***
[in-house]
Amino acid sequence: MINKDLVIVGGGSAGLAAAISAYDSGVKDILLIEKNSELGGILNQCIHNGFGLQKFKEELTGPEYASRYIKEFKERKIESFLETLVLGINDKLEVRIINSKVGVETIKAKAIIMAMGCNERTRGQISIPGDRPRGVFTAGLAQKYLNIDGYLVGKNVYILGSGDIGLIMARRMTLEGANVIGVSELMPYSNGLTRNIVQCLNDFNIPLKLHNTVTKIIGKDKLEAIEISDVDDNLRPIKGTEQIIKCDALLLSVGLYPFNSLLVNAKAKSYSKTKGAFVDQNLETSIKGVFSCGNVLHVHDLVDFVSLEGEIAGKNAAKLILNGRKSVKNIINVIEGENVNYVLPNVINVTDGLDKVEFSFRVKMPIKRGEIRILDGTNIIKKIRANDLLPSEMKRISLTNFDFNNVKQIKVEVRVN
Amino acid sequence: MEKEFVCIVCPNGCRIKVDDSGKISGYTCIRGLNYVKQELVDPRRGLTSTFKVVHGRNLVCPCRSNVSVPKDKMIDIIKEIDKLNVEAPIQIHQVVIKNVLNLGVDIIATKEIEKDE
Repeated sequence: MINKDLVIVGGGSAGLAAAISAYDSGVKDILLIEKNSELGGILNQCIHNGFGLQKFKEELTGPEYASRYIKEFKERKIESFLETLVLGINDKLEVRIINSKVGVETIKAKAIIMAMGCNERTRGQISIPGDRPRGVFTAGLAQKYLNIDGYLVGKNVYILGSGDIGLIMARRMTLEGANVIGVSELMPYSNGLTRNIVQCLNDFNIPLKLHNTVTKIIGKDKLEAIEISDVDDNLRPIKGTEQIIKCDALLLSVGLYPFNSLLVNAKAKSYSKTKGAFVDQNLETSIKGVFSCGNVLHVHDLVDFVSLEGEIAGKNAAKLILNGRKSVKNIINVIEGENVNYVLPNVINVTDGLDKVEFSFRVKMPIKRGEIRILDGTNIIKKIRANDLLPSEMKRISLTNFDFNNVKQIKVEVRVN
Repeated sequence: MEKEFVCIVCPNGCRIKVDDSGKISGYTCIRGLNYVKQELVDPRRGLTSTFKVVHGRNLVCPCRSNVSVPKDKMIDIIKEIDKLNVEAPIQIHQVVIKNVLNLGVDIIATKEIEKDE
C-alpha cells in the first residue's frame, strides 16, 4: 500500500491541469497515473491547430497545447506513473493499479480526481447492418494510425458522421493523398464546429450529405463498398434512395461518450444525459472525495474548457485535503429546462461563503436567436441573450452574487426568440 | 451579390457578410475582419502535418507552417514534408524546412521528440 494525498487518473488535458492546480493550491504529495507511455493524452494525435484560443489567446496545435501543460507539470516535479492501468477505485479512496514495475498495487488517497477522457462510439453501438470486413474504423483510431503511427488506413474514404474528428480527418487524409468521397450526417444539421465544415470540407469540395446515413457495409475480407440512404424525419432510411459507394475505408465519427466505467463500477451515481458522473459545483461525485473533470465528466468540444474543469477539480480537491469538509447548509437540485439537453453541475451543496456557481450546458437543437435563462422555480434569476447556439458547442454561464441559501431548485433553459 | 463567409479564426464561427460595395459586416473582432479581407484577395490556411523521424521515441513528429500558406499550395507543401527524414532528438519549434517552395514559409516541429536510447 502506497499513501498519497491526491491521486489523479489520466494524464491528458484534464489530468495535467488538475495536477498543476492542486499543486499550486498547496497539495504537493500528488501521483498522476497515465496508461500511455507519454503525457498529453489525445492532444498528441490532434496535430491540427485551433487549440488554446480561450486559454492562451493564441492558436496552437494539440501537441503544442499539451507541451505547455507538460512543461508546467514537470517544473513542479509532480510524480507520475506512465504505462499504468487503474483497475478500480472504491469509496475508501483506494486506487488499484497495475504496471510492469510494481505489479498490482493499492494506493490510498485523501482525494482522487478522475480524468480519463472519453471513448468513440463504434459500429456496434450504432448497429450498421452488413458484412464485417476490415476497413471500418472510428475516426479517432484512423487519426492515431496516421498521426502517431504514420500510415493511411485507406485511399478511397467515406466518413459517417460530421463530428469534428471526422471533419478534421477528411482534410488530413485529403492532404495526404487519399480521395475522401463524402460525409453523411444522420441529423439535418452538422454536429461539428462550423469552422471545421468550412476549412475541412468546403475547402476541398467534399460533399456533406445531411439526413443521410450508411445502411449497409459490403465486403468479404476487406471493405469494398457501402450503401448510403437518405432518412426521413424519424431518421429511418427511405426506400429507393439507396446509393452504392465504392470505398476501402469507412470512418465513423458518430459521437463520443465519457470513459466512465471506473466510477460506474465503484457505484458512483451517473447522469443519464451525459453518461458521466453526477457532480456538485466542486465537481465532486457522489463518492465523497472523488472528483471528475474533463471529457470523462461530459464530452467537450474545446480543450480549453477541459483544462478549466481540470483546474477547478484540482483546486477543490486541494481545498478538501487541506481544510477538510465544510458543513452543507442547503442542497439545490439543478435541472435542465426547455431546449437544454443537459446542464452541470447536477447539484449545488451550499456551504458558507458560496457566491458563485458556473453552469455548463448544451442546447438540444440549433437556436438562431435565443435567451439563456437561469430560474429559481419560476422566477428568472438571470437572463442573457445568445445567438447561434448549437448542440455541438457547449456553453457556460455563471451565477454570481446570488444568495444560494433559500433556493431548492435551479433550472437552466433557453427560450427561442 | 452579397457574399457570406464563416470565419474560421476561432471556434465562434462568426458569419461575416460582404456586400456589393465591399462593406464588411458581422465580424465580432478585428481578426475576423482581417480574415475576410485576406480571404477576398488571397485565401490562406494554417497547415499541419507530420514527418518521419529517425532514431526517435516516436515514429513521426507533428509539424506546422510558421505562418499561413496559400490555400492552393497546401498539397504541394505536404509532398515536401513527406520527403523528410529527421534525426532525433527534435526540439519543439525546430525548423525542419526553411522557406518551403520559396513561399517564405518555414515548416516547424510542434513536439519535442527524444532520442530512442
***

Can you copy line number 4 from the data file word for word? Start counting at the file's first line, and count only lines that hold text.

Repeated sequence: MINKDLVIVGGGSAGLAAAISAYDSGVKDILLIEKNSELGGILNQCIHNGFGLQKFKEELTGPEYASRYIKEFKERKIESFLETLVLGINDKLEVRIINSKVGVETIKAKAIIMAMGCNERTRGQISIPGDRPRGVFTAGLAQKYLNIDGYLVGKNVYILGSGDIGLIMARRMTLEGANVIGVSELMPYSNGLTRNIVQCLNDFNIPLKLHNTVTKIIGKDKLEAIEISDVDDNLRPIKGTEQIIKCDALLLSVGLYPFNSLLVNAKAKSYSKTKGAFVDQNLETSIKGVFSCGNVLHVHDLVDFVSLEGEIAGKNAAKLILNGRKSVKNIINVIEGENVNYVLPNVINVTDGLDKVEFSFRVKMPIKRGEIRILDGTNIIKKIRANDLLPSEMKRISLTNFDFNNVKQIKVEVRVN